The European General Court ("EGC") recently delivered a decision in case T-557/20, finding that the perspective of the data recipient is decisive when examining whether data that are transmitted to that recipient are to be regarded as pseudonymised data or anonymised data. The distinction is important as pseudonymised data constitutes "personal data" within the meaning of the GDPR, whilst anonymised data falls outside the scope of the GDPR. It remains to be seen whether the decision will be appealed to the Court of Justice of the European Union ("CJEU").
Under the GDPR, "personal data" is defined in Article 4(1) as "any information relation to an identified or identifiable natural person". Recital 26 GDPR further states: "To determine whether a natural person is identifiable, account should be taken of all the means reasonably likely to be used, such as singling out, either by the controller or by another person to identify the natural person directly or indirectly." Article 3(1) and Recital 16 of Regulation 2018/1725, respectively, contain equivalent provisions, which are applicable to EU institutions and bodies when they process personal data.
Whilst pseudonymised data is deemed to be personal data to the extent that it can be linked back to a particular person, anonymised data falls outside the scope of the GDPR as it no longer allows a data subject to be re-identified. An important issue arose in this case as to when personal data may be considered to have been truly anonymised.
The EU's Single Resolution Board ("SRB"), which ensures the restructuring of failing banks to minimise economic harm, conducted a hearing of creditors and shareholders of a Spanish bank in the context of the bank's resolution. SRB passed on the comments received to a consultancy firm, which it engaged to provide a valuation about whether shareholders and creditors would have received better treatment if the Spanish bank had entered into normal insolvency. When sharing the comments with the consultancy firm, SRB replaced the names of the respondents with alphanumeric codes.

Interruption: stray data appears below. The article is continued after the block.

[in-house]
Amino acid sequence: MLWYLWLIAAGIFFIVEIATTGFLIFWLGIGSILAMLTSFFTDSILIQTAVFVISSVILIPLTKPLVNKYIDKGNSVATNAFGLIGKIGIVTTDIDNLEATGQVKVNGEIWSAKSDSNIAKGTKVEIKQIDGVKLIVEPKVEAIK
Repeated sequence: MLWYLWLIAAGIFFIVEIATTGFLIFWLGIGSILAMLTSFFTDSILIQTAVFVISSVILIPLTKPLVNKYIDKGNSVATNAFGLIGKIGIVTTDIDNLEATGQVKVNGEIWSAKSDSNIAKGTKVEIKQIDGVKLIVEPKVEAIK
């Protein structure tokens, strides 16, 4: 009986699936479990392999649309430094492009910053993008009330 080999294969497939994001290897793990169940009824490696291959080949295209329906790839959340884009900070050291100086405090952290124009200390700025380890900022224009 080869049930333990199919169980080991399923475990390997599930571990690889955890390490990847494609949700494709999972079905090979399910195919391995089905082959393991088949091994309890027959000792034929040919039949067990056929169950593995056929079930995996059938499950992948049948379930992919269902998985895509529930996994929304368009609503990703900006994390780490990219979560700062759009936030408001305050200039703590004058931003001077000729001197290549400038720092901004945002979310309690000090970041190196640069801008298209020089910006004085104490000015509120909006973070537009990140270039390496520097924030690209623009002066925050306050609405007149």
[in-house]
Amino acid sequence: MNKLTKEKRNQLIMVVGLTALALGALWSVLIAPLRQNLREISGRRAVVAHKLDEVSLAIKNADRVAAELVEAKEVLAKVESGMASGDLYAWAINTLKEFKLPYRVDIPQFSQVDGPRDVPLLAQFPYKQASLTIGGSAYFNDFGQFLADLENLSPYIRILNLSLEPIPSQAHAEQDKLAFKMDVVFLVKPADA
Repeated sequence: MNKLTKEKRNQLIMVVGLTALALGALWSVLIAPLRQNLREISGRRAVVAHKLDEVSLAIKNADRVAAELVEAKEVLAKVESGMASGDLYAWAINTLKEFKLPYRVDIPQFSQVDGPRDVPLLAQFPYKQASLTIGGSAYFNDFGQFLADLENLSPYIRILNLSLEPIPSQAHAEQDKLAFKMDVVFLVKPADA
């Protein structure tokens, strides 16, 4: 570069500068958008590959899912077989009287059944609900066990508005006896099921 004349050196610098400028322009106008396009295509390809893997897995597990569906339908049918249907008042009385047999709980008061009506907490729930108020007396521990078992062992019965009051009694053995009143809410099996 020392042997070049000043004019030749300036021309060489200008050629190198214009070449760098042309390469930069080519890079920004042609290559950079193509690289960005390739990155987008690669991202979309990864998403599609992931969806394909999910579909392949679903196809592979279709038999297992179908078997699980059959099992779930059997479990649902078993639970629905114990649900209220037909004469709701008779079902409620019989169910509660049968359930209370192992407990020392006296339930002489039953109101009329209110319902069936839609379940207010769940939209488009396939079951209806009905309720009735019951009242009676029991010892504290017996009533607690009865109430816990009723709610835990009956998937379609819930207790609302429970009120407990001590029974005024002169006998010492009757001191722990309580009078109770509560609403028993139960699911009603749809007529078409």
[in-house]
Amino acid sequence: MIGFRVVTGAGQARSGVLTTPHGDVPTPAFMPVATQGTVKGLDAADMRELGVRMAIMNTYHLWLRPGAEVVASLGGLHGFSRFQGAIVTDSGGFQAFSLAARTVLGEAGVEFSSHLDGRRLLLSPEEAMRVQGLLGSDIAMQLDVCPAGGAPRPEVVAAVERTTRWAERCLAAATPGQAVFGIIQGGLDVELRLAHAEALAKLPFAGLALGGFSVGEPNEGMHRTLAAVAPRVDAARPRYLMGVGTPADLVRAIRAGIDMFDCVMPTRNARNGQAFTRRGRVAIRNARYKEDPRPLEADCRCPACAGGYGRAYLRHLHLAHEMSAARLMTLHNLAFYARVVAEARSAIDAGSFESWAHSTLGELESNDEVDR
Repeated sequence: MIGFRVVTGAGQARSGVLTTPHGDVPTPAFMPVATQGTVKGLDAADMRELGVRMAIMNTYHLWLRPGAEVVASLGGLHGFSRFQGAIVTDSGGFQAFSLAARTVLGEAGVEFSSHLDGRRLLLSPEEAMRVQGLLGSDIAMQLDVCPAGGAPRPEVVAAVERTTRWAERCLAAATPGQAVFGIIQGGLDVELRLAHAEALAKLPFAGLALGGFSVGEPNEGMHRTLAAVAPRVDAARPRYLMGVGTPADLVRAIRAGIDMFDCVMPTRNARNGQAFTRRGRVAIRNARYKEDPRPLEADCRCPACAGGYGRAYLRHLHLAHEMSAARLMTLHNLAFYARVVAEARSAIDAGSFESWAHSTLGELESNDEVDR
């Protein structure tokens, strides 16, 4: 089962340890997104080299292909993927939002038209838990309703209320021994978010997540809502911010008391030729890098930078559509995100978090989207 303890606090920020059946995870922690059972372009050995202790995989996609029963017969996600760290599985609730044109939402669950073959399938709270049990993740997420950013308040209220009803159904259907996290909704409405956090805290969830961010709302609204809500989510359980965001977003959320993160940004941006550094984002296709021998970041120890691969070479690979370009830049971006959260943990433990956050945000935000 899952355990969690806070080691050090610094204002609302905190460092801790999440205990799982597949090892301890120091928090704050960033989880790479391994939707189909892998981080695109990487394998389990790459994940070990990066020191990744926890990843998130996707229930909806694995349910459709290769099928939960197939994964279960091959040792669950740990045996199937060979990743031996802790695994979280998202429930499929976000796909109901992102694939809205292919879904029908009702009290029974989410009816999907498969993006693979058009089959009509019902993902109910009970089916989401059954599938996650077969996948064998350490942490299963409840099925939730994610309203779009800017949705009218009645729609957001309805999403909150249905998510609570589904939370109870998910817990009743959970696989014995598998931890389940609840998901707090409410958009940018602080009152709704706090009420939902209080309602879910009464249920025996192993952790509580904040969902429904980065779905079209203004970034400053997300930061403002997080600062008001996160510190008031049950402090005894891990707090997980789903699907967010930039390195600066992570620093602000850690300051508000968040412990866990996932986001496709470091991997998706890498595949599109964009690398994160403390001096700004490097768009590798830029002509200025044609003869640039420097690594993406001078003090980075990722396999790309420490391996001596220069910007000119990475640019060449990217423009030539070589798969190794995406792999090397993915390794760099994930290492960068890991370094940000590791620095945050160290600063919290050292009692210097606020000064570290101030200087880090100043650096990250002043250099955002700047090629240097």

Some of the respondents lodged complaints with the European Data Protection Supervisor ("EDPS"). The EDPS supervises processing of personal data by EU bodies, such as the SRB under EU Regulation 2018/1725, which contains similar provisions as the GDPR. The respondents argued that SRB had breached EU Regulation 2018/1725, by not informing them that their personal data (in the form of their comments) would be transferred to the consultancy firm.
The EDPS agreed, finding that the data transferred by SRB to the consultancy firm was pseudonymised only, and not anonymised. The fact that the consultancy firm was not mentioned as a potential recipient of personal data in SRB's privacy statement therefore constituted an infringement of data protection laws, according to the EDPS.
SRB disagreed with the EDPS's decision. It argued that it did not have to inform the respondents about the disclosure, as the consultancy firm had received only anonymised data.
The EGC agreed with SRB's position and overturned the EDPS's decision.
In coming to its decision, the EGC noted that the EDPS had not examined whether the information disclosed to the consultancy firm constituted personal data, on the grounds that it "related" to a particular individual by reason of its "content, purpose or effect" (in line with the CJEU's decision in Nowak C-434/16).